Those whose licenses were revoked included Mary Marleen Beard of Lake Ozark, who is charged with second-degree murder in the alleged shaking death of Elijah Steen, who died last October of brain injuries while at Beard's family child-care home. Lisa Butler of Kansas City, a family child-care home provider, had her license revoked in November after she was caught -- seven times -- allowing animals to roam freely in the children's outdoor play area, including a goat, two dogs and two cats. She had been forbidden from doing so in May 1998 after one of her dogs bit a 17-month-old child in the face, requiring six stitches. The state also revoked the license of Christine Lawson, who ran a St. Joseph home with a long list of unresolved safety problems, after a 2-year-old wandered off unnoticed in October 1998. He was found a half-mile away.
The parents of other kids at these facilities, let alone the public, don't learn about these problems easily, because daycare providers are not required to inform parents of the results of state inspections -- only to post their state licenses in their facilities. Violations can only be found by looking through thick files at the Bureau of Child Care's office at 220 S. Jefferson Ave. Although those files are public, only three to five parents a week, on average, examine them in St. Louis -- suggesting that most are either unaware of the files or do not have the time.
The Child Day Care Association in St. Louis can give parents a list of providers in their ZIP code and a list of questions to ask and things to look for when they visit a facility. For the most part, however, it is up to parents to play private detective dtermine the quality of a facility -- by calling other parents, spending long periods of time observing staff or poring over files to learn whether a facility has a history of problems with the state.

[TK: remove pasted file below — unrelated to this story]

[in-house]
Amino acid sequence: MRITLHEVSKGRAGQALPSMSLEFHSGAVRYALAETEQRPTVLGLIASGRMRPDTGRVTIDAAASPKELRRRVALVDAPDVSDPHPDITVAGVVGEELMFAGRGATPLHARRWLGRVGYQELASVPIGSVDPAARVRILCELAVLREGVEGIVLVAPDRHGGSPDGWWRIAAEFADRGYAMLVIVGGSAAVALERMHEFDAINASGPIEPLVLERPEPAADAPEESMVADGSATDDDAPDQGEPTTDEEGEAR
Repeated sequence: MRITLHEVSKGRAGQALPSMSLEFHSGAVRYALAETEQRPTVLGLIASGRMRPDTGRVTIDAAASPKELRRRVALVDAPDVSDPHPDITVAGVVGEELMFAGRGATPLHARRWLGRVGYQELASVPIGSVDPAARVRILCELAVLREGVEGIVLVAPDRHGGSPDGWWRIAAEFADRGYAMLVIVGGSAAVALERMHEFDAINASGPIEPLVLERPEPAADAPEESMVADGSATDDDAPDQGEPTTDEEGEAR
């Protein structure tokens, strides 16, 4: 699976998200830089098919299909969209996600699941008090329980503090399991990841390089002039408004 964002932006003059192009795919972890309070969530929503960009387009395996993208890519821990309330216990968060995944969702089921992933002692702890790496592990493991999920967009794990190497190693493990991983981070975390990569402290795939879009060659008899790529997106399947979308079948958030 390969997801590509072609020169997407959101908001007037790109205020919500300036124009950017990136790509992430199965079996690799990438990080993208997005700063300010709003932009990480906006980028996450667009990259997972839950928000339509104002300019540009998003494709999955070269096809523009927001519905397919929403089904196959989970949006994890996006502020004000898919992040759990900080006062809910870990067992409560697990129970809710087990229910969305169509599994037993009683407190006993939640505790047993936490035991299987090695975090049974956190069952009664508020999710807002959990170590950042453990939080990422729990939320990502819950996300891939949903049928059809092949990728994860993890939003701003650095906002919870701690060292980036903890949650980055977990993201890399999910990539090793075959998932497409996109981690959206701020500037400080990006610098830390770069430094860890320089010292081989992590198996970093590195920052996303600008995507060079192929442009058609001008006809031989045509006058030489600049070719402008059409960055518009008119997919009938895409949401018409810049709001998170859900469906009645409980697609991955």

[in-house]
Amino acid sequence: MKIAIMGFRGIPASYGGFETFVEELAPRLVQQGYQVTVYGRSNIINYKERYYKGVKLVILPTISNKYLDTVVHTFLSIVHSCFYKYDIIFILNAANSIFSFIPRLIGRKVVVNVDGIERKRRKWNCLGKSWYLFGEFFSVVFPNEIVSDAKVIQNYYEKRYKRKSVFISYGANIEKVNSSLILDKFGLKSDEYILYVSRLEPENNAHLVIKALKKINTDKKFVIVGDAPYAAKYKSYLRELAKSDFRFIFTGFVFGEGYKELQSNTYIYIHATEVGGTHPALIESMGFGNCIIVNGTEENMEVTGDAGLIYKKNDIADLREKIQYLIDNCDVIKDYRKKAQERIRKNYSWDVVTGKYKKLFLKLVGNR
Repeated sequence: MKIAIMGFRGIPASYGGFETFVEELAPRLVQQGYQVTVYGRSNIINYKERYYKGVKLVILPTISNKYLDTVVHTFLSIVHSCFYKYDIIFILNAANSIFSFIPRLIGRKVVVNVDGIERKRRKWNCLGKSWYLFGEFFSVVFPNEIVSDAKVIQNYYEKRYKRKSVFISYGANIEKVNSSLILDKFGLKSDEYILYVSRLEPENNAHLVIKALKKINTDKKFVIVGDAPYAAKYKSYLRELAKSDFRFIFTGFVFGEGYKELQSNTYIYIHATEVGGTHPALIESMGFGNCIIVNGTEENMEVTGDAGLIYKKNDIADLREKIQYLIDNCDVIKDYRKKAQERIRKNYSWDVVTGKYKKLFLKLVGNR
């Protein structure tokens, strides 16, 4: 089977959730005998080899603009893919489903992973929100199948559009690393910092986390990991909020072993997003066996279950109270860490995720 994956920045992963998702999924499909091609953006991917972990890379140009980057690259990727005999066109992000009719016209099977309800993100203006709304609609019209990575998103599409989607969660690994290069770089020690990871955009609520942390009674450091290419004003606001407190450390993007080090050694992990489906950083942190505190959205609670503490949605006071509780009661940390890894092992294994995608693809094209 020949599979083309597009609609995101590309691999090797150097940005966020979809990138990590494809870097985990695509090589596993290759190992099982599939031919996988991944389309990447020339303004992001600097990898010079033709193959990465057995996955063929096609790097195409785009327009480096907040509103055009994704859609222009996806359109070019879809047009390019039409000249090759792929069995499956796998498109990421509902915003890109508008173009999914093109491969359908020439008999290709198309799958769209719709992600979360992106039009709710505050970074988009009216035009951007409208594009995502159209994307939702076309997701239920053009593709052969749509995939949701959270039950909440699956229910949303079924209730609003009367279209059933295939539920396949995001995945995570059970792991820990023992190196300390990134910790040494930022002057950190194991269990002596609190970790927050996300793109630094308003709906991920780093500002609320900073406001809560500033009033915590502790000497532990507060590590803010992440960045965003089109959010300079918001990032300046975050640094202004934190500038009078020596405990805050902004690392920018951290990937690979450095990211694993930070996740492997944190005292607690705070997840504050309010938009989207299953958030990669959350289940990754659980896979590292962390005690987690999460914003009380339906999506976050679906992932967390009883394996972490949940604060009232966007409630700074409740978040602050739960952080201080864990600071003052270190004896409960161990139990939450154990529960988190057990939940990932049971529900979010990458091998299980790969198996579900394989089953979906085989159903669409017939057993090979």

For Internet-savvy parents, there is one other place to go for help. Employees of licensed facilities must undergo a criminal-background check, and the state recently made it easier to research the criminal backgrounds of unlicensed child-care workers through its Caregiver Background Screening Service, which will screen an individual's name through both criminal checks and through the state's child-abuse-and-neglect registry. Parents can log onto an Internet site (gov.state.mo.us/background/). Before 1999, the state did not require such checks of its registered vendors -- individuals who receive state subsidies to provide child care.
The state is also creating a computerized database of licensing records to make it easier for parents to check a facility's record on the Internet. But that database is likely two years away, and the information, particularly that involving substantiated complaints, may not be very detailed. Unsubstantiated complaints, particularly a series of them alleging a similar problem, can often be more telling than a single substantiated complaint, says Pauline Koch, executive director of the National Association of Regulatory Administrators, who previously worked for the state of Delaware in the area of child-care regulation. In Missouri, however, unsubstantiated complaints are not open to the public.
The system of child care in the military, which has improved significantly in the past decade, requires that a parent accompany an inspector on visits, helping enlist parents in ensuring a facility's compliance with the rules. Some states require centers to post any violations on the door. Missouri does not.